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Keeping The Lights On

Updated: Jul 27, 2020

ScienceMade Influence Blog

By Margherita Firenze, Electrical Engineering student at Columbia University ('23)

Flip a switch, and the lights turn on. Plug in a computer, hair dryer, or TV and the magic begins. Though the wonders of electricity surround us, we often take our convenient access for granted. Where does electricity come from? And how are century-old power systems changing?

Like many phenomena in science, generating electricity involves energy transformations. In traditional power plants, the chemical energy stored in coal and other fossil fuels is converted to electrical energy with the help of a ​turbine​. In the process of burning coal, power plants emit compounds like CO​2​ and SO2​ which contribute to global warming and reduce air quality. However, once energy takes the form of electrical energy the real challenge begins! How do we transport energy from power plants to homes? To solve this problem, engineers have built what some consider to be the largest machine in the world - the electrical grid.

The electrical grid connects every house, building, and factory to power stations like the coal plant we mentioned before. For example, the tall power lines we see on the highway or even the shorter ones near neighborhoods all make up the grid. In urban areas, the lines are buried underground. When we turn on a light switch, we use energy generated hundreds of miles away!

Electrical energy is expensive to store in storage systems like batteries. This means that the energy we use to power our lights must be quickly replenished by the power plant. In other words, the supply of energy must always equal the demand of energy. This creates a balancing act for utility companies: if they produce too much energy, they’ll waste money, but if they don’t produce enough energy, blackouts will occur. To optimize energy utility, companies must use a thought-out strategy.

One strategy is to look at historical trends. Energy demand varies between seasons but follows roughly the same patterns daily: in the summer months there is a surge of demand around 6 PM as people return home from work and eat dinner. Another strategy involves using dispatchable energy sources​, or energy sources that can be turned-on quickly, when an unexpected increase in demand occurs.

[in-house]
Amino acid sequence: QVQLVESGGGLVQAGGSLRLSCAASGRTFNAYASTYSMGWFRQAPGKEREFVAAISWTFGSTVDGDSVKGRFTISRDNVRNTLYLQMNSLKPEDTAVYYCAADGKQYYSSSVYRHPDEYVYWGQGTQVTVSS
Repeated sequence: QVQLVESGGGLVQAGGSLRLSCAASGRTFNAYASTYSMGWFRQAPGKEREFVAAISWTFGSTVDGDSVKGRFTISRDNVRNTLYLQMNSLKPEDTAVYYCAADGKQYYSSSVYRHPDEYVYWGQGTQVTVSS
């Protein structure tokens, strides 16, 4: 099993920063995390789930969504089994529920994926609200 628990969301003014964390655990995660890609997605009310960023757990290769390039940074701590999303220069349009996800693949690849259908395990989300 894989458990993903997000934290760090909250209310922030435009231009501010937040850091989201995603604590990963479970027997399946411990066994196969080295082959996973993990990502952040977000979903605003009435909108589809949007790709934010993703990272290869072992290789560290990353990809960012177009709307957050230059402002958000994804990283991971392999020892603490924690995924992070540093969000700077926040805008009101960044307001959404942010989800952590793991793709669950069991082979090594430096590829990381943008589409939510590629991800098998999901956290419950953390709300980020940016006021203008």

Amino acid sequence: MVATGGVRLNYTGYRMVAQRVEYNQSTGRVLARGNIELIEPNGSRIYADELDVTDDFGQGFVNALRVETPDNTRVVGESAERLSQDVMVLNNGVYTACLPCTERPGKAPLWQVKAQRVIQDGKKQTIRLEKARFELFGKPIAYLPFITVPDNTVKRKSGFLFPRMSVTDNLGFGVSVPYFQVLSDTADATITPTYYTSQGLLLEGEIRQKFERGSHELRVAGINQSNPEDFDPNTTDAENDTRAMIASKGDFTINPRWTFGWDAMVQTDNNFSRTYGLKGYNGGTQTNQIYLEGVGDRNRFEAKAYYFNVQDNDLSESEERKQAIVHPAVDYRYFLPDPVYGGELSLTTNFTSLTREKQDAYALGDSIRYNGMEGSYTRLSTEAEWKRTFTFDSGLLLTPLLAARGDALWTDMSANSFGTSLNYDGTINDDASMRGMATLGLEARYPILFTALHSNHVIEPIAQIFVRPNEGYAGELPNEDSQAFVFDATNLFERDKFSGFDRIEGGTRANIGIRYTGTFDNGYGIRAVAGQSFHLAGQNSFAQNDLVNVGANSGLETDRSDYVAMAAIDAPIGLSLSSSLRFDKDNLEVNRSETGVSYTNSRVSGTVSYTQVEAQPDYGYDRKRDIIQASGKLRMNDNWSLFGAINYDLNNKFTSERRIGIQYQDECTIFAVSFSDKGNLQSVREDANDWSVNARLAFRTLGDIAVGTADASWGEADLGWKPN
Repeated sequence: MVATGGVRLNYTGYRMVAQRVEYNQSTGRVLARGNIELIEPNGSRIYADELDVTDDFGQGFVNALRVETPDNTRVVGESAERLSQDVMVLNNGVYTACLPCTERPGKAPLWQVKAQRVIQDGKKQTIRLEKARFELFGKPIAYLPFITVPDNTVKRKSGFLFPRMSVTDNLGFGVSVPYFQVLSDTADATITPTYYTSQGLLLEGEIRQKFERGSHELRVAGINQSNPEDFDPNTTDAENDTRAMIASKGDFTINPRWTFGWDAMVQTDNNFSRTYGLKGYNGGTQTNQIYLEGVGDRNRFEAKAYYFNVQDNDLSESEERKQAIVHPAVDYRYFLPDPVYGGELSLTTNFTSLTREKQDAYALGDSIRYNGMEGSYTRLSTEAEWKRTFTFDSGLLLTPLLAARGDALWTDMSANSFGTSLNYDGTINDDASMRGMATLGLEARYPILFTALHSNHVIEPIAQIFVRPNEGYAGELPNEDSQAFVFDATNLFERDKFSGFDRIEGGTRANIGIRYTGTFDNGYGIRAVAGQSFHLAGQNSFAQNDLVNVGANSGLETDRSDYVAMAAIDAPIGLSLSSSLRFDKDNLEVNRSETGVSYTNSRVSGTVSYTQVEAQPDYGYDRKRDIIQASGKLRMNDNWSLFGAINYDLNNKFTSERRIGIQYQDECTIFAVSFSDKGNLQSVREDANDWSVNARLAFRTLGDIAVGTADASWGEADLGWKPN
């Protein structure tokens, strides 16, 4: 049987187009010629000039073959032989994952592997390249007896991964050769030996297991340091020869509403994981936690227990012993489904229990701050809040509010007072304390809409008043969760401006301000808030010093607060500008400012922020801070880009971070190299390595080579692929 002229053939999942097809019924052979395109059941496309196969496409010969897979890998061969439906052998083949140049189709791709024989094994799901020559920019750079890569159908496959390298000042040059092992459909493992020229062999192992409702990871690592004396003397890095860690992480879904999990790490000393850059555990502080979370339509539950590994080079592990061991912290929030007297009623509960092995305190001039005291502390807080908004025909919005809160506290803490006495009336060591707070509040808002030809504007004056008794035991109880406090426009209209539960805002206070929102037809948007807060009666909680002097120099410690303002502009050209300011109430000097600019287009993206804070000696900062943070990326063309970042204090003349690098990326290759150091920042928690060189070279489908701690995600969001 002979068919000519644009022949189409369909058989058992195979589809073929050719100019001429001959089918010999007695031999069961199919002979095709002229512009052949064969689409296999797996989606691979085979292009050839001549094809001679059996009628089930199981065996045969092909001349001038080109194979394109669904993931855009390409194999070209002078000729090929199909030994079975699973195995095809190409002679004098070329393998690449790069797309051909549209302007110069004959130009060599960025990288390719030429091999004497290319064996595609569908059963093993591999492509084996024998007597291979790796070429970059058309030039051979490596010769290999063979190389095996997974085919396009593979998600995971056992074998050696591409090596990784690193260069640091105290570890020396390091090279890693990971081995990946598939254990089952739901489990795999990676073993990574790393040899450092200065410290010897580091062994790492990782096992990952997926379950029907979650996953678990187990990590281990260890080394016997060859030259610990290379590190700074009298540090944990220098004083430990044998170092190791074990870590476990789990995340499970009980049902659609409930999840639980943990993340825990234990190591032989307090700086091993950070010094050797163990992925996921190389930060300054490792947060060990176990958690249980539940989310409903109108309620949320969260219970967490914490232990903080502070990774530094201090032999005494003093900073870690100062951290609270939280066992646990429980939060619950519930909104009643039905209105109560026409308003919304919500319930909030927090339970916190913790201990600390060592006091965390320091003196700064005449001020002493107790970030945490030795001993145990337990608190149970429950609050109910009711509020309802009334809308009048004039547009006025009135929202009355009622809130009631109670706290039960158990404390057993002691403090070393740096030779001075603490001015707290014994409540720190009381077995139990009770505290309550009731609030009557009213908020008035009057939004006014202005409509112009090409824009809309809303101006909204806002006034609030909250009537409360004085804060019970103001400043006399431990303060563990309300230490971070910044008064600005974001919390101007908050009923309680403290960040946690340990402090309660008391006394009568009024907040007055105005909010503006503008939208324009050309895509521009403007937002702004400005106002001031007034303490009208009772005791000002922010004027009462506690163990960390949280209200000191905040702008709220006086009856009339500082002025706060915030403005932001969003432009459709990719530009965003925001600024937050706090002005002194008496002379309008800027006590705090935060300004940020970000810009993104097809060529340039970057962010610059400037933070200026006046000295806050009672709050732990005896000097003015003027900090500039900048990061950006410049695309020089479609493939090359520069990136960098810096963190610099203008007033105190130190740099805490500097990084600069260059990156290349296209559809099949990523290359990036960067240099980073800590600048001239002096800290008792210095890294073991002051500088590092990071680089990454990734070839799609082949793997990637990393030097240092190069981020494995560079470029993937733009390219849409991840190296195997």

However, while these two approaches work most of the time, sometimes, neither is enough to prevent a blackout. For example, if everyone turns on the air conditioning on an unexpected hot day, operators may not have the capacity to ramp up energy production, and power can go out in some areas. To prevent these scenarios, utility companies will simply  build more power plants. Though these extra plants make our grid more reliable, they usually only get used a few times a year (what a waste!).

At this point, our grid may seem troublesome: the century-old system is rather wasteful, prone to pollute, and hard to manage. Luckily, engineers and scientists have been working hard in the past few decades to upgrade our current grid to what they call the ​Smart Grid. We could compare this upgrade to the switch from landlines to smartphones. While a landline phone does the job of calling, an iPhone does so much more by implementing smart algorithms and connecting to the internet.

Similarly, the Smart Grid will improve our power system by helping us conserve energy and integrate renewable sources like solar energy. Using tools like smart sensors and machine learning algorithms, we will be able to better predict energy demand to prevent blackouts and energy waste. Smart Grids help us imagine an exciting and sustainable energy future: one where blackouts don’t occur, fossil-fuels emissions are greatly reduced, and renewable energy is king.


Image is in the public domain.

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